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HV power supply


radha
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Hi to all, this is a great site and I am happy to be here ! ;D

I am planning to make a high voltage DC power supply ( 2KV, 1.5A) by using Crockroft-Walton circuit. I have some questions on this :

(i) Will this circuit give this much DC current ?

(ii) What capacitors should I use ? I plan to use high voltage ceramic capacitors . Is this OK ? ( input is 230V, 50Hz )

(iii) Is the VAR rating of the capacitors dependent on the o/p current drawn ?

(iv) What should be the capacitance value ? Low or high ?

Replies will be highly appreciated. Thanks in advance.

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Hi Radha,
3,000 Watts is a lot of power for an average person. Are you going to use it for industry? Think about your utility's power bill, if the step-up converter is fairly efficient, at 230V it would be drawing about 17 amps.
How much ripple voltage can you tolerate in its output? With a 50Hz input, the ripple voltage will be enormous unless the capacitors are also enormous. Or use thousands of paralleled ceramic discs.

It might be better to rectify and DC-filter (it would still need enormous capacitors) the 230V mains directly, then use the resulting 325V DC to power an inverter. The inverter would have a small high frequency transformer that steps-up the voltage. The transformer's output would be rectified and filtered with small capacitors to provide 2000V DC.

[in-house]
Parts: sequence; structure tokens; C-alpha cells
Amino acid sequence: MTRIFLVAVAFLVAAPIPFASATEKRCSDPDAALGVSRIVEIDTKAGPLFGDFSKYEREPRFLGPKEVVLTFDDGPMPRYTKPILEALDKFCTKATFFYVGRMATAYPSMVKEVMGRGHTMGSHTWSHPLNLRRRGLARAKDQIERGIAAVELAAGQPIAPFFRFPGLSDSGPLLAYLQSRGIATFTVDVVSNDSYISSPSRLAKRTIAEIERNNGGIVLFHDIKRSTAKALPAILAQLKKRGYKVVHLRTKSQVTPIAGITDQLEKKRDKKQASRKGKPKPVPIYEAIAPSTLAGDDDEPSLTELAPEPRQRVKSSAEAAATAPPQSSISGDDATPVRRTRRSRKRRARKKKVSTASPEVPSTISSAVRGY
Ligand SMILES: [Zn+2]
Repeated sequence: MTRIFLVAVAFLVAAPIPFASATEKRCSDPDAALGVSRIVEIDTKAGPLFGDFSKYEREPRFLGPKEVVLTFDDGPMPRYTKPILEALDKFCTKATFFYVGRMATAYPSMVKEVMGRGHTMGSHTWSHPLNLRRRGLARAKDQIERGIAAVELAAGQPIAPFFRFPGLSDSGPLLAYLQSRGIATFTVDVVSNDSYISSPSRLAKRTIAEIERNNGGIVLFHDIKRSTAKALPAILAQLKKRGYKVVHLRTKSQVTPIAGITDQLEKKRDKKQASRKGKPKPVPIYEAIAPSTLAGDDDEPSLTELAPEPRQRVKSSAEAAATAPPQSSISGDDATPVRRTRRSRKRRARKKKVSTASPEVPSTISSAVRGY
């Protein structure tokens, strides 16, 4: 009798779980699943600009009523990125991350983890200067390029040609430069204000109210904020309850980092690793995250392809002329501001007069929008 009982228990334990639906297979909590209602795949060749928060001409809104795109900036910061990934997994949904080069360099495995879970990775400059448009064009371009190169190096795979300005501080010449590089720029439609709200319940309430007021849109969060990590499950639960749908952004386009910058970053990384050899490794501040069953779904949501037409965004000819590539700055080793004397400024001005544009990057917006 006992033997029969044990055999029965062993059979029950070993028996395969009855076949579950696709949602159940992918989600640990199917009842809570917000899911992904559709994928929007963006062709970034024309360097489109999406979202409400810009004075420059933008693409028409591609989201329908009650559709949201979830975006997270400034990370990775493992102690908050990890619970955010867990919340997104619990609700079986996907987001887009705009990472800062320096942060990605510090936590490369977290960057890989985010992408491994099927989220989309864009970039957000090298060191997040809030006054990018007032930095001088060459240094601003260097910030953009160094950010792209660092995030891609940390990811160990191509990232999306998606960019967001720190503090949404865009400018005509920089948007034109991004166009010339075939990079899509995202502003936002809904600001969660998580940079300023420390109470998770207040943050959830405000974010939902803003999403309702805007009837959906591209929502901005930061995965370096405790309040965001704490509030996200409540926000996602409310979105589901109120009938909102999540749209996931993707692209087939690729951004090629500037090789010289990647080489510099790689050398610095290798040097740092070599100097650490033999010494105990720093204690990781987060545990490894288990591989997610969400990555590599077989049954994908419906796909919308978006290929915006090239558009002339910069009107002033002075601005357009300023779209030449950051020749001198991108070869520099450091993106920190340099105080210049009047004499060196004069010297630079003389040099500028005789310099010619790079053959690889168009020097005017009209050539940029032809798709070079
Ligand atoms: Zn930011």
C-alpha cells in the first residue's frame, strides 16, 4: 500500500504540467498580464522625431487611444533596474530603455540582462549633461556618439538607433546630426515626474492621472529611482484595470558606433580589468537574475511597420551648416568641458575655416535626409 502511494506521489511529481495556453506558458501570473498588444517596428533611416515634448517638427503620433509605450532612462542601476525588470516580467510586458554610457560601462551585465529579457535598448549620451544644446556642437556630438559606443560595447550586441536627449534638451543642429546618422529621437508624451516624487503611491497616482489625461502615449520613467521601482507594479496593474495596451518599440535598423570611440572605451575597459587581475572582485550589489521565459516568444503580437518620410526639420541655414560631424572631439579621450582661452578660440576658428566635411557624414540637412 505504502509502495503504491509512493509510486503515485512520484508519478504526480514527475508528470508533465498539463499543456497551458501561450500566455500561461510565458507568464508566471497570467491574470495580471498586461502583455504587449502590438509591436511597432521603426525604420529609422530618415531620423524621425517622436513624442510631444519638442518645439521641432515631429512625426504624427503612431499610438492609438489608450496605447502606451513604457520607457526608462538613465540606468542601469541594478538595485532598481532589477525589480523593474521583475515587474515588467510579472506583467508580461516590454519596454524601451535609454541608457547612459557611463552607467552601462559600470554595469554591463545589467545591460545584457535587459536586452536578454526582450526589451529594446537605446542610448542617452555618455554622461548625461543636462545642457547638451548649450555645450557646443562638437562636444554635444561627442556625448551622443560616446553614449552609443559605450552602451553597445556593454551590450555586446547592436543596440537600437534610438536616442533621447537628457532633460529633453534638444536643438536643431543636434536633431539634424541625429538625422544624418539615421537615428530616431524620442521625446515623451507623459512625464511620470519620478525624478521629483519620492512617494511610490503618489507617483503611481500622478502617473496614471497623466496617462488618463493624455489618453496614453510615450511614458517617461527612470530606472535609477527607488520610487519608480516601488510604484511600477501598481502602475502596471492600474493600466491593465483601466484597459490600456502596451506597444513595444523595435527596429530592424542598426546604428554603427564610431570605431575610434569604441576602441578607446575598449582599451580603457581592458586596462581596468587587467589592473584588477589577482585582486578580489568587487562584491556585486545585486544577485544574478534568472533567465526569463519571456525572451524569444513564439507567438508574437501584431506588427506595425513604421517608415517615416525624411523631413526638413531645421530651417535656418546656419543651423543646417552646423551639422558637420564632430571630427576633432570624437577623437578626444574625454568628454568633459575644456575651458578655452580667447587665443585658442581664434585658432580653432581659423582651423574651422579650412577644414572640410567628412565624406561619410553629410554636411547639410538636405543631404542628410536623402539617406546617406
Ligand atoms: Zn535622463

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Hi Ante & Audioguru,

Thanks for the reply :).

I think I'll scale down the specs to 1000V, 1A. This is the power supply for a RF amplifier as Ante rightly guessed. I require it for RF plasma research.

Crockroft-Walton circuit is a standard circuit to generate HV DC ( >300kV ). I know that it can generate this voltage in 2 or 3 stages, but I want to be sure of the current. If this do not work out, then I'll look at the convertor-invertor-convertor scheme.

Right now I don't have a jpg/gif of the circuit. I'll post it as soon as I can get one.

I have limited experience of HV, and this is the first time I am doing this. Yeah, and I'm a little wary of the high power involved ! :o

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Why don't you just use an old microwave oven transformer then rectify and filter the output?

Be warned because currents as low as 50mA can be deadly!

If you put 1A through your body and you're a gonner for sure!

How much RF power do you need and at what frequency?

If 2.45GHz @ 600 to 900W is acceptable you could just use the microwave generator (transformer doulbler circuit & magnetron) from an old microwave.

Be warned also about the dangers of high power RF fields they can cook your brains.

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Yes you are correct but you would need three in parallel to reach 1A. If I remember correct the microwave transformers have a 2000V secondary this will give 0.375A from one 750W transformer.